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Strength Training, or the War on Weakness

By , 4:52 pm on

We all want to keep doing what we like to do, from toddler to older adult.  That’s independence defined—something we all need to fight for, not with muskets, but weights and cardio.

The Centers for Disease Control and Prevention’s “Growing Stronger, Strength Training for Older Adults,” can help us fight the battle for independence and control over our own body’s physical abilities and the pull of the recliner.  Retirement from the workforce does not give us a pass from the battlefield of physical exercise programs; just the opposite, since people with conditions like arthritis and heart disease can benefit greatly from hoisting a set of weights and kicking up dust on the walking trail.  Aside from the physical gains, we feel good when we exercise, which in turn helps us feeling better about ourselves and actually helps us be healthier.  If that sounded like circular logic, it almost is.   See “Well-Being Has A Lot To Do With How You Feel About Your Life,” a former blog post, for the whole theory.

Mature and older adults garner significant benefits when they make strength training part of every week’s exercise routine.  Even the effects of these chronic conditions and diseases can be diminished:

  • Depression: Exercise pumps endorphins through our brains, making us feel great.  That bio-chemical change makes us feel better about ourselves and our ability to function.  This, combined with the joy of physical achievement, especially if recovering from recent surgery or illness, is often more powerful than anti-depressant medication.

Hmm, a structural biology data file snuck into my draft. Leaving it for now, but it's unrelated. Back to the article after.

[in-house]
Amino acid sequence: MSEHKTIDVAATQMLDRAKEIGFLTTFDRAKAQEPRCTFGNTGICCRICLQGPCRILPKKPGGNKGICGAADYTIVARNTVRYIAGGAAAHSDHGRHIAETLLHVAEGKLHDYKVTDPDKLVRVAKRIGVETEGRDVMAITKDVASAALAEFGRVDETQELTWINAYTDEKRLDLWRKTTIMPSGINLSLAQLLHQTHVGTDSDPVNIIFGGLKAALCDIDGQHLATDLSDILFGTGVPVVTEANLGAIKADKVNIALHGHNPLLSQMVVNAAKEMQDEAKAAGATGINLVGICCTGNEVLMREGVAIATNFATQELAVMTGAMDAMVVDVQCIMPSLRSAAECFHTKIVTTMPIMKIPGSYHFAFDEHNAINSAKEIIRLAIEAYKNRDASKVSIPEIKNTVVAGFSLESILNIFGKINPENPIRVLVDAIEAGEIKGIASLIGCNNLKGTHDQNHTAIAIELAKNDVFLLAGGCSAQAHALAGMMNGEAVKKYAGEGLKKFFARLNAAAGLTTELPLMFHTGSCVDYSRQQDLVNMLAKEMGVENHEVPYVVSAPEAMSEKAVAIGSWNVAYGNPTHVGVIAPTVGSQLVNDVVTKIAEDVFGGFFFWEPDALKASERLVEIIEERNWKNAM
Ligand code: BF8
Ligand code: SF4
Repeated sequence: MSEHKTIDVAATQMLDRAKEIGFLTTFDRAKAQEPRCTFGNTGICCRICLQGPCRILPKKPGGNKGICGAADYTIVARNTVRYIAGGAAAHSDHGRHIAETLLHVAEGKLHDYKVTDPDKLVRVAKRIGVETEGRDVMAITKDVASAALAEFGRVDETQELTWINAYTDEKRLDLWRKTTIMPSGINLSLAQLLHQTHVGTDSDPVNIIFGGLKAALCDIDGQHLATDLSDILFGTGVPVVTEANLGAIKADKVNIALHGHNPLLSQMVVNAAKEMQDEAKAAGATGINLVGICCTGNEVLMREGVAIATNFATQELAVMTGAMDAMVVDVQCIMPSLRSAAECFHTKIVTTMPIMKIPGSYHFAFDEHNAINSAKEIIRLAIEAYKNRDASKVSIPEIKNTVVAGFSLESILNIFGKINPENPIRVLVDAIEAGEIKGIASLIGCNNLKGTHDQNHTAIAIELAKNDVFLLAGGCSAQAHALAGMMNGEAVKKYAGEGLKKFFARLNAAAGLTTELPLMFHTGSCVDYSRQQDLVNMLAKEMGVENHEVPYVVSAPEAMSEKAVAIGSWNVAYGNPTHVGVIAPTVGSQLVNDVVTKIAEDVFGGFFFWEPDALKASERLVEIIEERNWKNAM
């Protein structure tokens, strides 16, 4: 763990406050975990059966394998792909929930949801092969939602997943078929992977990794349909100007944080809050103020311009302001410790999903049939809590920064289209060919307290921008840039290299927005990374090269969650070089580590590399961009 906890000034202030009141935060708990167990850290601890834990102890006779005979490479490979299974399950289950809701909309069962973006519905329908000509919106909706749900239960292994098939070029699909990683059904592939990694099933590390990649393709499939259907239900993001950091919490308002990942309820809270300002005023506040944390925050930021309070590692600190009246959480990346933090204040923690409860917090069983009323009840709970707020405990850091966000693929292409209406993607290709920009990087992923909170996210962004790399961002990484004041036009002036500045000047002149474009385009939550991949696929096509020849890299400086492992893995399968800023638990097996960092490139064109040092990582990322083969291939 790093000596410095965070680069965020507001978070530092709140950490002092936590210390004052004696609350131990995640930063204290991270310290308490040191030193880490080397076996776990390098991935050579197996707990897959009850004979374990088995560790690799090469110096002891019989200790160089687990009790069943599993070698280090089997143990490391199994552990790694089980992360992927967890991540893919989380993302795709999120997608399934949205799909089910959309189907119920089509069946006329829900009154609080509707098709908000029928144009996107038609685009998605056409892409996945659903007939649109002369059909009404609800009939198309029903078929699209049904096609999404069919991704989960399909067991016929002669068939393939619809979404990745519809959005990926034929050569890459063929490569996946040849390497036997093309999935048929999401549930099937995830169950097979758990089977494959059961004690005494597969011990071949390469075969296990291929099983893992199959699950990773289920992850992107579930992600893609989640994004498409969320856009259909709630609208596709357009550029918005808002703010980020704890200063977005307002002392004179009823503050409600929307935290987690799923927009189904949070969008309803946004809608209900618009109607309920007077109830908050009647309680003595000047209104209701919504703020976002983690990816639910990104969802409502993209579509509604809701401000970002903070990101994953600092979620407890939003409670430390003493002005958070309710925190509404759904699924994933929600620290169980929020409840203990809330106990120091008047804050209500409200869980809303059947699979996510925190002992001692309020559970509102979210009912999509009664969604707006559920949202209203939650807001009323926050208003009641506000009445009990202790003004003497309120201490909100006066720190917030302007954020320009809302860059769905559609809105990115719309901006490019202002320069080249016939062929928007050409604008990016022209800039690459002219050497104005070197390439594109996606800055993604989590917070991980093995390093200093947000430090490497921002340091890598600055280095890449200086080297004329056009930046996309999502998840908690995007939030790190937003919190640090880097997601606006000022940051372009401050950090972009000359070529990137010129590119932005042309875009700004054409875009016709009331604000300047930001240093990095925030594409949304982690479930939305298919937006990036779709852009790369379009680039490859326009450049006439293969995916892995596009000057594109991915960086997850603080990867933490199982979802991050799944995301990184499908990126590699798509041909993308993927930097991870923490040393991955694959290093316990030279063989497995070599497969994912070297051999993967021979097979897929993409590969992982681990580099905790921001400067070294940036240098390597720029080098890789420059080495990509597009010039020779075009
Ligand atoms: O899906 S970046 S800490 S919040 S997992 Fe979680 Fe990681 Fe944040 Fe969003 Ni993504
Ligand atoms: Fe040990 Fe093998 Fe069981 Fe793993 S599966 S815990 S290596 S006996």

• Bone loss and fragility: Aging makes women lose bone mass.  Strength training can reduce the likelihood of fractures for women of 50-70 years and can mean greater mobility for longer.
  • Arthritis: Exercise can reduce arthritis pain up to 43%, according to Tufts University.  Other gains included increased muscle strength and decreased disability.
  • Diabetes: Strength training resulted in a dramatic improvement in glucose control and for study participants, it also led to more muscle, less body fat, less depression and more self-confidence.
  • Obesity: People who do strength training routines constantly burn more calories than those who don’t because those who lift weights have more muscle mass and therefore a higher metabolic rate.
  • Better balance: One in five falls experienced by older adults results in death, with many non-fatal falls ending mobility. People incorporating strength training into their lives can reduce their likelihood of falling considerably because they increase their balance, flexibility, and bone strength.

Win the battle for independence for yourself: keep exercising with a focus on heart-pumping cardio and muscle building strength training.